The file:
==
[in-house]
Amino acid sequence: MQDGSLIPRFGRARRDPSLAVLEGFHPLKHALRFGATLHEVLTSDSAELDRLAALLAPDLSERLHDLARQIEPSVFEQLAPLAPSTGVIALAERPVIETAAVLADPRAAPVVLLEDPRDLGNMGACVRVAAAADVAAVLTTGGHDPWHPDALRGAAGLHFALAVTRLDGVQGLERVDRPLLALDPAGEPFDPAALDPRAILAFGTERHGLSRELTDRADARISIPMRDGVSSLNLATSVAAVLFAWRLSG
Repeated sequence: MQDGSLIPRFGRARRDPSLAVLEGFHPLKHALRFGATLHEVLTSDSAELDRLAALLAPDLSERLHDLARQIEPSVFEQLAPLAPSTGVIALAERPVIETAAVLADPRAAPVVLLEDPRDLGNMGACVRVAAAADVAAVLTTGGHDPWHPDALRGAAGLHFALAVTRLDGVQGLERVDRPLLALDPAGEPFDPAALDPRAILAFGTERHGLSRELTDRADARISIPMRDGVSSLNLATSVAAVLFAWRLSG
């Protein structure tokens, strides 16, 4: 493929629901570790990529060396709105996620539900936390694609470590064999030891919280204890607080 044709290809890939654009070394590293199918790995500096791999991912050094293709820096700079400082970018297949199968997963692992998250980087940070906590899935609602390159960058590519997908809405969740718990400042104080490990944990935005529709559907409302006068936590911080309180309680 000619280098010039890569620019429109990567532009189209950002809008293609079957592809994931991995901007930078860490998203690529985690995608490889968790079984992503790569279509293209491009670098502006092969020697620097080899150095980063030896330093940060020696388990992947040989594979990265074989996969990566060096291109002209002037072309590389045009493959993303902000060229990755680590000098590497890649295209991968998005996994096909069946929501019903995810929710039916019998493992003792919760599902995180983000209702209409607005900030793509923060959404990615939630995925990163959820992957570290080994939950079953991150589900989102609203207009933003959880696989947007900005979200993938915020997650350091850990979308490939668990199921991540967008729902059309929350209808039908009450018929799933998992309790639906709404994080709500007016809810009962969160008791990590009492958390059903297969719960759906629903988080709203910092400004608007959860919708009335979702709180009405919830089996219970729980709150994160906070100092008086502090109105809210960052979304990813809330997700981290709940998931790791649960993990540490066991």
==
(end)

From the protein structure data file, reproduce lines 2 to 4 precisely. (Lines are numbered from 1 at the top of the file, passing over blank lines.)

Amino acid sequence: MQDGSLIPRFGRARRDPSLAVLEGFHPLKHALRFGATLHEVLTSDSAELDRLAALLAPDLSERLHDLARQIEPSVFEQLAPLAPSTGVIALAERPVIETAAVLADPRAAPVVLLEDPRDLGNMGACVRVAAAADVAAVLTTGGHDPWHPDALRGAAGLHFALAVTRLDGVQGLERVDRPLLALDPAGEPFDPAALDPRAILAFGTERHGLSRELTDRADARISIPMRDGVSSLNLATSVAAVLFAWRLSG
Repeated sequence: MQDGSLIPRFGRARRDPSLAVLEGFHPLKHALRFGATLHEVLTSDSAELDRLAALLAPDLSERLHDLARQIEPSVFEQLAPLAPSTGVIALAERPVIETAAVLADPRAAPVVLLEDPRDLGNMGACVRVAAAADVAAVLTTGGHDPWHPDALRGAAGLHFALAVTRLDGVQGLERVDRPLLALDPAGEPFDPAALDPRAILAFGTERHGLSRELTDRADARISIPMRDGVSSLNLATSVAAVLFAWRLSG
């Protein structure tokens, strides 16, 4: 493929629901570790990529060396709105996620539900936390694609470590064999030891919280204890607080 044709290809890939654009070394590293199918790995500096791999991912050094293709820096700079400082970018297949199968997963692992998250980087940070906590899935609602390159960058590519997908809405969740718990400042104080490990944990935005529709559907409302006068936590911080309180309680 000619280098010039890569620019429109990567532009189209950002809008293609079957592809994931991995901007930078860490998203690529985690995608490889968790079984992503790569279509293209491009670098502006092969020697620097080899150095980063030896330093940060020696388990992947040989594979990265074989996969990566060096291109002209002037072309590389045009493959993303902000060229990755680590000098590497890649295209991968998005996994096909069946929501019903995810929710039916019998493992003792919760599902995180983000209702209409607005900030793509923060959404990615939630995925990163959820992957570290080994939950079953991150589900989102609203207009933003959880696989947007900005979200993938915020997650350091850990979308490939668990199921991540967008729902059309929350209808039908009450018929799933998992309790639906709404994080709500007016809810009962969160008791990590009492958390059903297969719960759906629903988080709203910092400004608007959860919708009335979702709180009405919830089996219970729980709150994160906070100092008086502090109105809210960052979304990813809330997700981290709940998931790791649960993990540490066991």